With hundreds of social media platforms to choose from, it can be difficult to decide where to host your content so that it reaches the right audience. The visual of The Conversation Prism is an excellent tool to see the various channels, categories, and uses of social media. It can also act as “validation to show executives that social media isn’t a fad and is bigger than Facebook, YouTube, Twitter, and Pinterest.” You must consider where to find your audience and who your community will be. Dave Kerpen explains that utilizing your employees is often overlooked but valuable because “the collected social connections of your employees exceed the social connections of your company, and those employees are perfectly situated to create awareness”.
For many, blogging is the best place to begin the conversation. Through your blogs, you have the ability to create your best content and feed it through many other channels. The platforms included under the Blogs/Microblogs section in this infographic by Solis and JESS3 are Typepad, Squarespace, Movable Type, WordPress, Blogger, Tumblr, and Medium. Picking the best platform to host your content does warrant your time and research but the most important area for your focus should be in the actual creation of content.
Writing ideal content takes foresight and planning. Pam Moore gives fifty examples of ways to “energize your community to become loyal brand advocates and customers.” The premise of her article is to show that everything you do should be about your community. Any information or inspiration you post should benefit them and not only make them want to be better but give them tools to do so. She uses keywords like “help”, “offer”, “give”, “share”, and “provide” in many of her examples illustrating how to achieve this. They all embody the idea of passing something of value from you to your community without asking anything from them in return. Be an asset to your community and ensure that you are successful in the delivery of your content. Mari Smith and Craig Silverman show a step-by-step guide to creating engaging content. You already have the tools to begin. Reflect on things that you are interested in, have knowledge about, and a passion to share with others. Your enthusiasm will shine when you write about something you already know and love. Furthermore, researching your areas of interest won’t seem like a chore when you seek new information. When considering how to make appealing content to brands and media companies, be mindful that people are visual and want to see appealing images and content. If they see something they like, they tend to want to explore further. Guy Kawasaki stresses the importance of having a great profile because it “acts as a social media resume where people can see who you engage and what you’re interested in.” Bring others into your circle to help you explore your content further and allow them to challenge you and hold you accountable.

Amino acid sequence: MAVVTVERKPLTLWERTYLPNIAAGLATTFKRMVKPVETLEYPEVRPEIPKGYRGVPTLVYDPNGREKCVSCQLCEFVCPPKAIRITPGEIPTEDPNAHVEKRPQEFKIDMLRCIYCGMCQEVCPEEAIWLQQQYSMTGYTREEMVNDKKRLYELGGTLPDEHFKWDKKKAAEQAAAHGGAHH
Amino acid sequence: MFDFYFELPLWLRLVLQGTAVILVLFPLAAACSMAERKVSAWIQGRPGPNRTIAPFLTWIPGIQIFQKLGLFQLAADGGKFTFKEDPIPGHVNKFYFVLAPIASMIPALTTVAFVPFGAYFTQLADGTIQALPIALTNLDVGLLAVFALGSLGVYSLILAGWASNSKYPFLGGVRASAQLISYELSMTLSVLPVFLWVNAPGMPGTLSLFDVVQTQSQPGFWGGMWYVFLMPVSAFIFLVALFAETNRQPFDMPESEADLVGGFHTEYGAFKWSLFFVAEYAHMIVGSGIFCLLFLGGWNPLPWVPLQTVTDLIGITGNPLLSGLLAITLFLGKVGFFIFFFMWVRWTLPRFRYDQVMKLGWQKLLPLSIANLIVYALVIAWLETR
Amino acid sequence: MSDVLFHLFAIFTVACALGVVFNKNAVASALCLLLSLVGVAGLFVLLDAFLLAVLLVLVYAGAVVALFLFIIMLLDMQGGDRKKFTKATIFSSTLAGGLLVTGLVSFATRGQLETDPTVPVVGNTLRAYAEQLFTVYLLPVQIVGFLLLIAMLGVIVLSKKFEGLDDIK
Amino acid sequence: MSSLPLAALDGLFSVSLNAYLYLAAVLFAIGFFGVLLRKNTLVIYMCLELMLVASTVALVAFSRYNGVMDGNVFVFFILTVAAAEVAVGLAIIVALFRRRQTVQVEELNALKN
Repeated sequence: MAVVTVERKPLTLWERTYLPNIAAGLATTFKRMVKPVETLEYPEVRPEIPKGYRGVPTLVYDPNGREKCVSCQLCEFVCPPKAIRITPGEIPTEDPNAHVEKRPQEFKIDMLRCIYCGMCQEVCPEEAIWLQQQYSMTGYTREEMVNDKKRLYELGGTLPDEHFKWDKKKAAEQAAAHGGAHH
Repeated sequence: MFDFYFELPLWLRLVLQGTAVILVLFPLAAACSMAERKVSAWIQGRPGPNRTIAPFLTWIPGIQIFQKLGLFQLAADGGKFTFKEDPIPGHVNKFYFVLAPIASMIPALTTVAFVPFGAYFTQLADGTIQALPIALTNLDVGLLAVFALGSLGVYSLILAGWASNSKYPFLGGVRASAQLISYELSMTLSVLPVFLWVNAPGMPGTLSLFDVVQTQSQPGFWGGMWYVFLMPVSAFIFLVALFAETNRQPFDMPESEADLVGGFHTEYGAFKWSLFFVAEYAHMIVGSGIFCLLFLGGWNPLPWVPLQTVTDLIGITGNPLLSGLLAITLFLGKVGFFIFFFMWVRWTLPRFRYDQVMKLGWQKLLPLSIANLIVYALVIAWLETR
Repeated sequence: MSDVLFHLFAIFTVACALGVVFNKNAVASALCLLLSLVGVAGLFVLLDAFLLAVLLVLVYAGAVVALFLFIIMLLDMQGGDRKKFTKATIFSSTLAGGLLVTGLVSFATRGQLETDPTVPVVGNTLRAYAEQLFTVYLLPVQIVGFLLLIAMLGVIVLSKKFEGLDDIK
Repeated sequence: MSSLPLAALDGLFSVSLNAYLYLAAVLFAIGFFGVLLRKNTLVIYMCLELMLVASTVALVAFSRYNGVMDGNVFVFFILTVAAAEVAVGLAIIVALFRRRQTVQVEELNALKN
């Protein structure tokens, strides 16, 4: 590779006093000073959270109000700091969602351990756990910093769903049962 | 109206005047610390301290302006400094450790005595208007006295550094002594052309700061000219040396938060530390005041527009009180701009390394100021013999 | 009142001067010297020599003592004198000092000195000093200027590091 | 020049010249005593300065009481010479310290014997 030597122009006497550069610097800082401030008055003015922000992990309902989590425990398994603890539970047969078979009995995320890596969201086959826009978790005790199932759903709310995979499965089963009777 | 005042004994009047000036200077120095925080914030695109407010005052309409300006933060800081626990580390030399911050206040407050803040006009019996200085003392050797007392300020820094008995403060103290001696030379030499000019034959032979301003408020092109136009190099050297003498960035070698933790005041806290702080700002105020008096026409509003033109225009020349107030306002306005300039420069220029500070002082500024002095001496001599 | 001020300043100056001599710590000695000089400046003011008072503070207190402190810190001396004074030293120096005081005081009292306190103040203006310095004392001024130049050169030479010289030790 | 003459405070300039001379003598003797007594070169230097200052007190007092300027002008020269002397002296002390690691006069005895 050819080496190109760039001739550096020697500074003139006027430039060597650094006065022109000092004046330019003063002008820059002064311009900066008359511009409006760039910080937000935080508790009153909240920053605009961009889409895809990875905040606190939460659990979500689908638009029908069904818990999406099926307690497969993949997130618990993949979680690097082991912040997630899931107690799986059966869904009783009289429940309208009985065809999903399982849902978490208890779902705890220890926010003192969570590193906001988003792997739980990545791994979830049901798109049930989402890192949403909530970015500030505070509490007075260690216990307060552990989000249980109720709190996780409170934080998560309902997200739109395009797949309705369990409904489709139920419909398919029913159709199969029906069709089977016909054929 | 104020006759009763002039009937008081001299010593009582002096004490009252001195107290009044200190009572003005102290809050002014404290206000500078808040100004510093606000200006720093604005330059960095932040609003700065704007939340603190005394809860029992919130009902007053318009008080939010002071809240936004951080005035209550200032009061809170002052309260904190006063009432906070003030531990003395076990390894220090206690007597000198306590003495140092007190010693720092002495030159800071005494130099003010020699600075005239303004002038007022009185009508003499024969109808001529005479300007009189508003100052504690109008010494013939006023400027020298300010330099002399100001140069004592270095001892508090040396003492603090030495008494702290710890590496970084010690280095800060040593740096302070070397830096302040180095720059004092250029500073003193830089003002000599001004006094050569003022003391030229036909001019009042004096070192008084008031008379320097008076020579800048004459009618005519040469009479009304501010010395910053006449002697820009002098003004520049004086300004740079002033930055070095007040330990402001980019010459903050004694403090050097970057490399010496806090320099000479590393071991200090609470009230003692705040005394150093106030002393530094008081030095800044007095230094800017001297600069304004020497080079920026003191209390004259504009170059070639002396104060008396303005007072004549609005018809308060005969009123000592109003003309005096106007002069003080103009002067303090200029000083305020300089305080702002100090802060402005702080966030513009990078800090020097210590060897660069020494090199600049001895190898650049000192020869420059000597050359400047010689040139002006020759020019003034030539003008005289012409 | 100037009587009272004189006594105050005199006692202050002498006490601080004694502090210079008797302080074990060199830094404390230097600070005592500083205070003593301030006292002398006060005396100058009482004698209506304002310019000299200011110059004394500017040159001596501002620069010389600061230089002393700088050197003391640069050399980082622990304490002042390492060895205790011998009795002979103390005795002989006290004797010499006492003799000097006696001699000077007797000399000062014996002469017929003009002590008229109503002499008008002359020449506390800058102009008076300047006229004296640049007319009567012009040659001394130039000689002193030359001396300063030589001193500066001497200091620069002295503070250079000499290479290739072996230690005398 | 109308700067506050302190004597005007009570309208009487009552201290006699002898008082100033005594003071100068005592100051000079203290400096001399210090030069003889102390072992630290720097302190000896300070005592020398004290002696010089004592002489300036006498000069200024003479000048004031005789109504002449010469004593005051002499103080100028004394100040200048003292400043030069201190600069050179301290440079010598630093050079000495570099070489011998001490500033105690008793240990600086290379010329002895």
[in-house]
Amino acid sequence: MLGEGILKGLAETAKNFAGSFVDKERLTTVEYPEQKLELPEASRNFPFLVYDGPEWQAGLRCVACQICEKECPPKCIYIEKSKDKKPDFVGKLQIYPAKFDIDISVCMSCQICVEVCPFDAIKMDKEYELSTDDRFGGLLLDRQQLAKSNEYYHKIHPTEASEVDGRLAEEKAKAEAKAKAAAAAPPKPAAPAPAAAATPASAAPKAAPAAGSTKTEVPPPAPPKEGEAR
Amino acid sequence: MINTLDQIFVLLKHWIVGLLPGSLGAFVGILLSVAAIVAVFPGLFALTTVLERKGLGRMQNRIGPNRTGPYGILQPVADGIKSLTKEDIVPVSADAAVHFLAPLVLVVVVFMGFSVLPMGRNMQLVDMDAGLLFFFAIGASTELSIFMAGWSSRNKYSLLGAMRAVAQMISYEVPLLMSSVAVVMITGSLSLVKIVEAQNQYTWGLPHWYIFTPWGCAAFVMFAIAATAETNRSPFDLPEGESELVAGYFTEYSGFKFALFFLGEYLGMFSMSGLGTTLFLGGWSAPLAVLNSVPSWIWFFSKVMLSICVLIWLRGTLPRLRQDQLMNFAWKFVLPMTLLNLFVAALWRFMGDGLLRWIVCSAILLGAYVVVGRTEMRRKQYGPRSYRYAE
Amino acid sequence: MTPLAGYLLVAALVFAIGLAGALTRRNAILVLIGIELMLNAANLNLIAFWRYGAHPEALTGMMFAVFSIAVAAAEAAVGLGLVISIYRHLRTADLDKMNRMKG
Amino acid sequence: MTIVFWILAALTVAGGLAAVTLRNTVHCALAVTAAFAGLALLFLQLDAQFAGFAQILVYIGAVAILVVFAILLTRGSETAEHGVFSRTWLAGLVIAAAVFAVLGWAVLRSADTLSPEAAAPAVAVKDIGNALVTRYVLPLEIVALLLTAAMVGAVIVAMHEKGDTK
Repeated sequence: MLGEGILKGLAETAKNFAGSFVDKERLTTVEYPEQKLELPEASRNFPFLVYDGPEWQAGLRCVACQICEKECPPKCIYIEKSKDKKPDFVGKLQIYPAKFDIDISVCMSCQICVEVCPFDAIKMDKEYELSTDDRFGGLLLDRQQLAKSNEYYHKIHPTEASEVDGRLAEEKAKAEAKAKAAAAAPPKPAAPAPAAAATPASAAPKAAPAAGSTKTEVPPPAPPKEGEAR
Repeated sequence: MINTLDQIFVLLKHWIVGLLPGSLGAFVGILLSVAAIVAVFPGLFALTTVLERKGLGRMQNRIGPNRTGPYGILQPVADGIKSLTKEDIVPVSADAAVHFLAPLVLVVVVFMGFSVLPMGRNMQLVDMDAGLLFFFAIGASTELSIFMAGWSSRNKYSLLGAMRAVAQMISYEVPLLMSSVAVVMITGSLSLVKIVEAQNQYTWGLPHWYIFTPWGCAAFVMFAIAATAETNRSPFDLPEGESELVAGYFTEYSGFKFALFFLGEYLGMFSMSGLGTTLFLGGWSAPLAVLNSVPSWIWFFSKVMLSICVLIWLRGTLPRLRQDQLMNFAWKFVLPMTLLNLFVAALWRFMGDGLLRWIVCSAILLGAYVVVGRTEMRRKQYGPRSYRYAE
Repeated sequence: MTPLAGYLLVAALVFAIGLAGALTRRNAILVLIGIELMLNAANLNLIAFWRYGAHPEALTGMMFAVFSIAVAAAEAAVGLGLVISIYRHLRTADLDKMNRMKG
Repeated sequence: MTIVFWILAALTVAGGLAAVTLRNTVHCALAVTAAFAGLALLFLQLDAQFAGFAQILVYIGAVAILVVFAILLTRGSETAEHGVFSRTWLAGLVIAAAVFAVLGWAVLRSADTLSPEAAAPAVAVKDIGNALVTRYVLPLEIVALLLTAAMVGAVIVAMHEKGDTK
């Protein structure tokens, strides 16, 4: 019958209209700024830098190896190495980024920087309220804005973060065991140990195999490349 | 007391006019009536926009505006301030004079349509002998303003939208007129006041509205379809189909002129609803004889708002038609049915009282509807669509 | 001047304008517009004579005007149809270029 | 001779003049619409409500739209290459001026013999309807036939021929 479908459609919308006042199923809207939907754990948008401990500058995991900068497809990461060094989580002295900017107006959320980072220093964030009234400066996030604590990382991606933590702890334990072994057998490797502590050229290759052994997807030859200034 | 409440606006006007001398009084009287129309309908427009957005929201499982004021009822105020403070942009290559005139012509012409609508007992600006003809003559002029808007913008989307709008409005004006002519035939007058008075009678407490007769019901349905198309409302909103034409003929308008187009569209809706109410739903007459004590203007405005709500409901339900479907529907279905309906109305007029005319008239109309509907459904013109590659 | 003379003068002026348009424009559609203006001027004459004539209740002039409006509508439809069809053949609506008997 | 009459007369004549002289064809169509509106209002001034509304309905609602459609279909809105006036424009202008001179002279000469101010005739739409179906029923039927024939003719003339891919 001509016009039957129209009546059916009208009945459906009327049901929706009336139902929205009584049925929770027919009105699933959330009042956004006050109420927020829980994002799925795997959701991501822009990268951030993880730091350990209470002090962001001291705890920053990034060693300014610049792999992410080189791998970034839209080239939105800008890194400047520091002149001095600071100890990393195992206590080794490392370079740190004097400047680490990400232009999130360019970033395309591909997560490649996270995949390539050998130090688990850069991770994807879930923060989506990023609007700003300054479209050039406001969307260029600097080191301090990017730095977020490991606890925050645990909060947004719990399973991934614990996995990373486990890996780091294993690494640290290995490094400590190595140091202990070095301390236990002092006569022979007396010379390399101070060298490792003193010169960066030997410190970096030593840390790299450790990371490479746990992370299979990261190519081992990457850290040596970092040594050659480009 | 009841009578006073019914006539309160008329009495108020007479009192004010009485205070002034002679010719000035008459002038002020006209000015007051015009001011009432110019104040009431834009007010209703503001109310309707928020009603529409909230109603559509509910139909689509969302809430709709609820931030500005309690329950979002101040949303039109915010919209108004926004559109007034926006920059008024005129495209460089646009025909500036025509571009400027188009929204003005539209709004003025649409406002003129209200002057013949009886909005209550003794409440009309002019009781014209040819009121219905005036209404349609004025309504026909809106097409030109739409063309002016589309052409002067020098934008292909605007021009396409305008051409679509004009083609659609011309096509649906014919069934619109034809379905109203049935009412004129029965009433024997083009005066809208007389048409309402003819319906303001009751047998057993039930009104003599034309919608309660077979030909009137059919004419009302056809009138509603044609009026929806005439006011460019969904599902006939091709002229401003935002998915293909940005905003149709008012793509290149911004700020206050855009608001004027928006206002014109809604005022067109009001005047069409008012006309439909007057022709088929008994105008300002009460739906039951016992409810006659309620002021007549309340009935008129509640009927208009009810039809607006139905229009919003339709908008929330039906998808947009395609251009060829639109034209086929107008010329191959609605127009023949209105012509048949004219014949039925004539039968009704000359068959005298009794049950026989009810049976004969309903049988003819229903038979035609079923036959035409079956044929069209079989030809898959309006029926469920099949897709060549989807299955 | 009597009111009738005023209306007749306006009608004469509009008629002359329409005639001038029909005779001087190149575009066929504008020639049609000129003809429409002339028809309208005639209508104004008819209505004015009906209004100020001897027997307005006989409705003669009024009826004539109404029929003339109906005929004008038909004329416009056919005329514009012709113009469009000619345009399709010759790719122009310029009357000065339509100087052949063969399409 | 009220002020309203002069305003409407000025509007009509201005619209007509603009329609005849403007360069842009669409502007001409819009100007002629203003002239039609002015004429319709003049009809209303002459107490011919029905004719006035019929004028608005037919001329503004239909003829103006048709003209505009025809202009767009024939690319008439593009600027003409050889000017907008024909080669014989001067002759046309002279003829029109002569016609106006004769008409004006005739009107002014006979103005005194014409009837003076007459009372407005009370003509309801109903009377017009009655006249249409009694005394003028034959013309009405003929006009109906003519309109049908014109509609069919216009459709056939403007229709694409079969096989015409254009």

Questions to consider:
1. How often is it acceptable to post about unrelated topics for entertainment purposes if you predominantly post to add value by writing about topics related to issues pertaining to your community?
2. What is the best entry-level blogging platform that can accommodate you as your needs grow?
3. What ratio should be spent reading versus writing as you analyze, practice, and refine your content?
10 thoughts on “The Right Social Media Paired with the Right Content: The Brick and Mortar for Building Solid Relationships”
I think it can be very easy for a business to post about unrelated topics because there is usually so much content. For example, over the past year I have seen so many random holidays on social media it has blown my mind. From National Ice Cream Day to Talk Like a Pirate Day, I think there is a “day” for everything. As silly as they may seem, these posts are important to businesses because they give them a personality. They are very successful when a businesses can somehow connect them to what they do. Southwest Airlines usually does a pretty good job of this. For purely off-topic posts, I think the standard should be about once every ten posts. Posting too much unrelated content could dilute your brand or people could follow you for the wrong reason.